Written by Ian Leach, (University of Michigan) Student Correspondent CET Jordan: Internship, Summer 2018
It’s been about two weeks since I’ve arrived here in Jordan, and my head is still spinning. In the past two weeks, I’ve made friends, signed a pledge to not speak English (which, at the time, felt as if I had signed my life away), ate unbelievable food, and begun a journey here in Amman which I had never experienced before. As forewarned by practically all of my more-traveled friends – and the amazing staff here! – I should be prepared that I would go through a honeymoon phase, where everything is new, fresh, and great. As I’m now going into my third week here in Jordan, I thought I might provide some small insights as I feel I’m reaching the precipice of some changes in my experience here. Although I’m no veteran of travel, study abroad experiences, or most CERTAINLY airports (I stood at a Zain billboard at Queen Alia Airport for about 5 minutes thinking if I could buy a sim card there), I can say that I’ve picked up on some tried and true advice that will be helpful for the traveler and non-traveler alike.
Be present!!! In a world of technology, smartphones, and computers, it can be very easy to fall into new and familiar patterns, such as going on Facebook. I found that I have been wasting a substantial amount of time scrolling through my typical feeds, so I decided to delete my Facebook app over the past few days. Of course, there are good reasons for social media – from posting updates about your trip to hearing about yet another one of your friends getting married to getting all those Facebook likes from your awesome study abroad pics – but none of these should supersede your experience here at UJ and with CET. How many people get to say they get to speak Arabic with Jordanian locals for months or travel around the country?! Take advantage of the experience while it’s here, and when you feel like falling back into familiar patterns, try and remember that you have limited time in Jordan and you should make the most of it.
Talk to your loved ones, but not too much. In a lot of ways, I love people, but I also can have a hard time breaking out of my proverbial shell. As such, being on a trip where I knew practically no one meant that I wanted to call my friends, my family, and keep to myself. Of course, it’s great having the chance to catch up with friends from home, but I’ve found a lot of comfort in the people I’ve made friends with here, too! I’ve made the choice over the past three weeks to try and talk to my friends/family once or twice a week. Other than that, I’ll send short text messages but have also been trying to give myself some space so I could make new (and awesome!) friends here. The friends I’ve made here have helped me develop a new “normal,” and I’d encourage y’all, when able, to try and find those same people.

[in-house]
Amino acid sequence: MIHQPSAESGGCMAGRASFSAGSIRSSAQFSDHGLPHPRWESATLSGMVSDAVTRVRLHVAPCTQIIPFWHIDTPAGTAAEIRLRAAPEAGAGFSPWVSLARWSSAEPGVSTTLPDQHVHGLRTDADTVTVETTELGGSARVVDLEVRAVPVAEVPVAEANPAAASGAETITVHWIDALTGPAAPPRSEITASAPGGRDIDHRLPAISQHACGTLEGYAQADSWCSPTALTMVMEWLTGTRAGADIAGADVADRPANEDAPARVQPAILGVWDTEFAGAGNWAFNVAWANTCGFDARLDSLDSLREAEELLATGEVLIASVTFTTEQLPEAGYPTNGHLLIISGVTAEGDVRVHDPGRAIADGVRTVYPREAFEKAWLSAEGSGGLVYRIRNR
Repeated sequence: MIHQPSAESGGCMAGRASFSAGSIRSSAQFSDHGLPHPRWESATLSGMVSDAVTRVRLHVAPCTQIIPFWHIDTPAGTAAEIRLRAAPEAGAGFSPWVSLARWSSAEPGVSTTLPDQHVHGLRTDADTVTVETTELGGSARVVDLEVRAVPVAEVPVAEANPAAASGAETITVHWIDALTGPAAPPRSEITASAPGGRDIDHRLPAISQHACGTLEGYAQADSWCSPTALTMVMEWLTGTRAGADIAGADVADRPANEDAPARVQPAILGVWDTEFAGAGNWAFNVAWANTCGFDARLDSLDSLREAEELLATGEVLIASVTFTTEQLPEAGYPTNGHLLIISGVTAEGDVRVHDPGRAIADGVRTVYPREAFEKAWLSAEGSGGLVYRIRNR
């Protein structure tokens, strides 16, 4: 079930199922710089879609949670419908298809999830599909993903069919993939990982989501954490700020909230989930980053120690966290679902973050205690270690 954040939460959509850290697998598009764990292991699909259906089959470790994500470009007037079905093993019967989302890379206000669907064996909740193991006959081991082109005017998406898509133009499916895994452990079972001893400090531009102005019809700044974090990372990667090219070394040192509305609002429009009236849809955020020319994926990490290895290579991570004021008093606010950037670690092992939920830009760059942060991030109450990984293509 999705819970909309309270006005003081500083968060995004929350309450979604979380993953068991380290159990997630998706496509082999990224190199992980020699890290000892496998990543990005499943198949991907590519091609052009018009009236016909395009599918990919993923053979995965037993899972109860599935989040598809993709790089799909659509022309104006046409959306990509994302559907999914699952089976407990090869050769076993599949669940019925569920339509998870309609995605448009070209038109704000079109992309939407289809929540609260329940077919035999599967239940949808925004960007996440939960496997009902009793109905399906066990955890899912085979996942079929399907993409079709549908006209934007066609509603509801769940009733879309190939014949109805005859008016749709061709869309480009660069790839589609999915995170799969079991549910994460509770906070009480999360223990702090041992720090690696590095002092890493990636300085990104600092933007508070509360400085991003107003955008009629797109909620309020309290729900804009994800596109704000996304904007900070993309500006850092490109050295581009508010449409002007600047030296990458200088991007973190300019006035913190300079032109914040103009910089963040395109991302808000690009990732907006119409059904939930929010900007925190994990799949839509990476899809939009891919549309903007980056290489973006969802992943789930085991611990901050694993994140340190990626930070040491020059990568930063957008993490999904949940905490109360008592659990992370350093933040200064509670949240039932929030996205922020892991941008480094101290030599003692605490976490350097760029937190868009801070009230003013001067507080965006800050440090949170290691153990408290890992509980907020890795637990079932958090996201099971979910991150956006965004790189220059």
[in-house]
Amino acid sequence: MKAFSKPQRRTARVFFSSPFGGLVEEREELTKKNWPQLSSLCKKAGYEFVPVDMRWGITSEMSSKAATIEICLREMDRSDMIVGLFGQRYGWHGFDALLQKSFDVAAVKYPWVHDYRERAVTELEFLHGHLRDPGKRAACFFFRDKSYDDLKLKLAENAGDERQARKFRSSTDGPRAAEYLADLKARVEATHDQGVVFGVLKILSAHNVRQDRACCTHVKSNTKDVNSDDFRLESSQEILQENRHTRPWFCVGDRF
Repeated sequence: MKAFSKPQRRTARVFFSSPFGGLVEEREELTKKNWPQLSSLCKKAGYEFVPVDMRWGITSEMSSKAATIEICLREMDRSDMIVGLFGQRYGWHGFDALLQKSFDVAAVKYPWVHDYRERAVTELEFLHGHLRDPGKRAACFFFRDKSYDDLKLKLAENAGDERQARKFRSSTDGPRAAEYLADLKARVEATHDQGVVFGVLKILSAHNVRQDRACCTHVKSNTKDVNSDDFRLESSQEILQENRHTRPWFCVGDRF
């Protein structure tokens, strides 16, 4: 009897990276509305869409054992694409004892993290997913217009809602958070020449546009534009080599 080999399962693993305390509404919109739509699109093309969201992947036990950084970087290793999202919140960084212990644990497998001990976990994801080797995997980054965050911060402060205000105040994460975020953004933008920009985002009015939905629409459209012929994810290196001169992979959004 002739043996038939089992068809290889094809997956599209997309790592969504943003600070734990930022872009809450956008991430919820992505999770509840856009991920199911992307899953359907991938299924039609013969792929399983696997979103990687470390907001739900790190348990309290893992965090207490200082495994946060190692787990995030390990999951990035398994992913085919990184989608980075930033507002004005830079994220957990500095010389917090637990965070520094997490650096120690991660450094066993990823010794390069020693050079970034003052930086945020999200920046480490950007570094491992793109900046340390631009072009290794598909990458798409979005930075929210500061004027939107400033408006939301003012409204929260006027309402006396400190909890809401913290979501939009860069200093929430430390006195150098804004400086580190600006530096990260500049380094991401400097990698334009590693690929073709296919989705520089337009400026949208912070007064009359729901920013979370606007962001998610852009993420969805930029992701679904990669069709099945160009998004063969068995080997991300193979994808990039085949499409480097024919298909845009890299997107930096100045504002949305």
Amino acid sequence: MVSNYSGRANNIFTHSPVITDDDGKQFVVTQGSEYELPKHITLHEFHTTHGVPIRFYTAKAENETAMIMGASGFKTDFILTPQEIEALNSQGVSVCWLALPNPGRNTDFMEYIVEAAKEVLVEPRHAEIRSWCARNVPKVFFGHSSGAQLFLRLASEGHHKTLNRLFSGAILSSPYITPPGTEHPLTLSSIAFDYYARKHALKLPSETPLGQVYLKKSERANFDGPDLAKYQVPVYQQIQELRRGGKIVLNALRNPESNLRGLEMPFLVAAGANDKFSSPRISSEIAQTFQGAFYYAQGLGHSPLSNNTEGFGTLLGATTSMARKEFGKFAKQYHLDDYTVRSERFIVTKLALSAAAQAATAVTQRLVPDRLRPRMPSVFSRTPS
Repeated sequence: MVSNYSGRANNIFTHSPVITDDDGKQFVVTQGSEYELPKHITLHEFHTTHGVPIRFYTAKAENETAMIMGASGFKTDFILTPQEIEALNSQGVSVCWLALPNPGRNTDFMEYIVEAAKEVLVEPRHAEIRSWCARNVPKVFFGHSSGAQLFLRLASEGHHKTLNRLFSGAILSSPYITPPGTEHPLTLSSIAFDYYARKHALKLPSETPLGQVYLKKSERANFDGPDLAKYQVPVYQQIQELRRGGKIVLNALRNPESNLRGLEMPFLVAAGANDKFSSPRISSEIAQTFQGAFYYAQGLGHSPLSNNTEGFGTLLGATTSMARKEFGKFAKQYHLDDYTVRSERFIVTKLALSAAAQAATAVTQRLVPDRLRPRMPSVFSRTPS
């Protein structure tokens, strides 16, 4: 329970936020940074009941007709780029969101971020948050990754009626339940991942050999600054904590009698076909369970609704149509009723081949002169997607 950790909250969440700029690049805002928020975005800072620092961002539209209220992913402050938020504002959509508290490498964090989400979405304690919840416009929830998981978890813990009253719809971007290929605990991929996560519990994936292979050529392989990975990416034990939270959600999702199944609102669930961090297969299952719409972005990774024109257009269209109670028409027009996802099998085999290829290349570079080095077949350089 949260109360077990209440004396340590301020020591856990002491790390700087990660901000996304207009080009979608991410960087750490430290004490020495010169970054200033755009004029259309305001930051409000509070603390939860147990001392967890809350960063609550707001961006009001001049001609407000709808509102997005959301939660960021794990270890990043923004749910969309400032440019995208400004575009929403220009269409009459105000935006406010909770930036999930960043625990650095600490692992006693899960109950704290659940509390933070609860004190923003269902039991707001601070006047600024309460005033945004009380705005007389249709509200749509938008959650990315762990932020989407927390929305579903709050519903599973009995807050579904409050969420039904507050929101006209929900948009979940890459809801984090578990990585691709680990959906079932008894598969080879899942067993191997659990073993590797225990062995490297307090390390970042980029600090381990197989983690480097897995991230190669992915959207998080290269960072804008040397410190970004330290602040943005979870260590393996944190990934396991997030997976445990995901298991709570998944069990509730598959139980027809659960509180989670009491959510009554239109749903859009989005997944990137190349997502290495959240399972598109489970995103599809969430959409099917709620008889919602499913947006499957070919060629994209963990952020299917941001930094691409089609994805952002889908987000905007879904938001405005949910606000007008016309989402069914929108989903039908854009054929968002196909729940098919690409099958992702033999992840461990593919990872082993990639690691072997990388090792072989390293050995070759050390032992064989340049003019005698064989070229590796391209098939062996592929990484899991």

Follow the language pledge. On one of the first days, a piece of advice that I was given was that if I met people that weren’t following the language pledge, that I should cut them out of my study abroad experience. While it hasn’t exactly been my intention to avoid people who I hear speaking English, I’ve found myself gravitating towards the people who follow the pledge fiercely. My friends and I have taken the pledge seriously, and although we’ve found serious challenges from doing so, I also can see noticeable differences in my and my friends’ language abilities. Perhaps before we couldn’t talk about a situation in a taxi, but now we’re able to make jokes and have begun to really enjoy the pledge. It might be a difficult situation to start, but I highly encourage it for all of you who want your language to improve.
Of course, these pieces of advice can vary, and no sets of rules or advice can satisfactorily give you all the tools one needs to succeed. That being said, you can do this and I hope you have just as great of a time as I am!